Science - December 10, 2015

Gut bacterium purifies heated food

Rob Ramaker

Wageningen microbiologists have discovered an intestinal bacterium which breaks down the potentially harmful substance fructoselysine in heated food while producing health-promoting butyrate.

Photo: Moyan Brenn

Such insights into the life of our intestines can help us tackle diseases such as irritable bowel syndrome and diabetes type 2 in future. The results were published in Nature Communications on 2 December.

In order to gain a better understanding of our gut flora, PhD candidate Nam Bui of the Microbiology chair group looked for bacteria that produce butyrate. This substance is food for colonocytes, the cells in the colon wall, so they have a positive impact. She succeeded in isolating a bacterium – Intestinimonas butyriproducens AF211 – in the lab. The microbe turned out not only to produce butyrate but also to be able to survive on fructoselysine as its only food.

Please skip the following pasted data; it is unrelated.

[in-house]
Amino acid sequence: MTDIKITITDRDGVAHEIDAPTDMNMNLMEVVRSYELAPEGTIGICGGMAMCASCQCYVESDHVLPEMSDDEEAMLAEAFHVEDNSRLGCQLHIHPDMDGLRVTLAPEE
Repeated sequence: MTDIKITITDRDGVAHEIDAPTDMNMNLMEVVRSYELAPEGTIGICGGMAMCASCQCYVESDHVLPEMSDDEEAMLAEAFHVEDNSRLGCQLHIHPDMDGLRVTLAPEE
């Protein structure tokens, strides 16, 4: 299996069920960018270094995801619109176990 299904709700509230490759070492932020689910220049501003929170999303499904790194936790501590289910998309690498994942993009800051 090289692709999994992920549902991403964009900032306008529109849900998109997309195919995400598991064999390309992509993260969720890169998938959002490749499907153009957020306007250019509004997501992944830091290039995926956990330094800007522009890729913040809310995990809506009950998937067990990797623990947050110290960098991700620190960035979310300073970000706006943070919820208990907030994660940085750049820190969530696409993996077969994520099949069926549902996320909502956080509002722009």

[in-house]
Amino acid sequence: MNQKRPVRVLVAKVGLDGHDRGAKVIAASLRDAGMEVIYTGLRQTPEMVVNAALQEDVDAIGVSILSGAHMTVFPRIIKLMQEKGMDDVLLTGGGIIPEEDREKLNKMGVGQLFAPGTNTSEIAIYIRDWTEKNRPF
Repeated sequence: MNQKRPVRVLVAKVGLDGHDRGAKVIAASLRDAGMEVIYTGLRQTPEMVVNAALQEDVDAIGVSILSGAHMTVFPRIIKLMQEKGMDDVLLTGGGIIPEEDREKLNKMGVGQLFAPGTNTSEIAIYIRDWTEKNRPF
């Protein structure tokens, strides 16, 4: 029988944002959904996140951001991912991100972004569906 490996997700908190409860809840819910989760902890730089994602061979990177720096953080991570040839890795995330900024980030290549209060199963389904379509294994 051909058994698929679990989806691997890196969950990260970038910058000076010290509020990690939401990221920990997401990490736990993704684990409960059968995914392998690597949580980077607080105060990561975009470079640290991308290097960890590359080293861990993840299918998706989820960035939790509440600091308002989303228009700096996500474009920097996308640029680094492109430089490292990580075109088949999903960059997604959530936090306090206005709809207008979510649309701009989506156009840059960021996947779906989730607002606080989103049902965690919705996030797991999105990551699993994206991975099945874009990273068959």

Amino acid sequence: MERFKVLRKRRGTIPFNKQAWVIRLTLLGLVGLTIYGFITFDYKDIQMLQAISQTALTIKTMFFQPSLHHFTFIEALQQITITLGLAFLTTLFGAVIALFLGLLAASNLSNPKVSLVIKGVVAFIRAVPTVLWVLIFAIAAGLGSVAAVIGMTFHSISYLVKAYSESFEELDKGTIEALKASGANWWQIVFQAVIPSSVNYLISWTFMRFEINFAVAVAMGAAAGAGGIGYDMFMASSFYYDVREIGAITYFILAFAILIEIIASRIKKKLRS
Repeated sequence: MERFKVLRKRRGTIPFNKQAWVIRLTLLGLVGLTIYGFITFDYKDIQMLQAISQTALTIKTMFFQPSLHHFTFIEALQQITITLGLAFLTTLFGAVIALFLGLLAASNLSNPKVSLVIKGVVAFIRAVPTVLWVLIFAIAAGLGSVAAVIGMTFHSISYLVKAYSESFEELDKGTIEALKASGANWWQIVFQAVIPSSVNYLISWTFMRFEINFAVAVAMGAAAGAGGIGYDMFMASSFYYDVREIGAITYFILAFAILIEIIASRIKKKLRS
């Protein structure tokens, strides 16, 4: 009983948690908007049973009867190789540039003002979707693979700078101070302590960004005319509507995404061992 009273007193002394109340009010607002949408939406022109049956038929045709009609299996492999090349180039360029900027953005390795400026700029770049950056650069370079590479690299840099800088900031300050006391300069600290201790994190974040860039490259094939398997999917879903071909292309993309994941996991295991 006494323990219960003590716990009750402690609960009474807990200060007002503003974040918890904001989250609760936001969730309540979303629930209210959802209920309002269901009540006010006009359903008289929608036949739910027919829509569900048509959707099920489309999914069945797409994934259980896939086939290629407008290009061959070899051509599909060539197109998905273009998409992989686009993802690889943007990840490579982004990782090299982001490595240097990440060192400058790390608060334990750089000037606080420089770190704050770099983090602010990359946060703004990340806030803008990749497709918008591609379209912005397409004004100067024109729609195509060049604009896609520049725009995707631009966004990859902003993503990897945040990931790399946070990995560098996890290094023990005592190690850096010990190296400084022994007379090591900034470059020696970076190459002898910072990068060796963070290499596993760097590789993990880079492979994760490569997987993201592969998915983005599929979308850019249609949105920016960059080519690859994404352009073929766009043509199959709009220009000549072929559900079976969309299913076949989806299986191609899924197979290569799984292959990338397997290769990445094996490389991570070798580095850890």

Fructoselysine is created out of protein and sugar in our food when it is heated during cooking. The substance is an interim product from which Advanced Glycolysation Endproducts (AGEs) can be formed. AGEs are linked with various diseases, including cardiovascular diseases. ‘This study suggests that the danger of this may be less straightforward than was thought,’ says Plugge. Apparently our gut flora can render these substances harmless.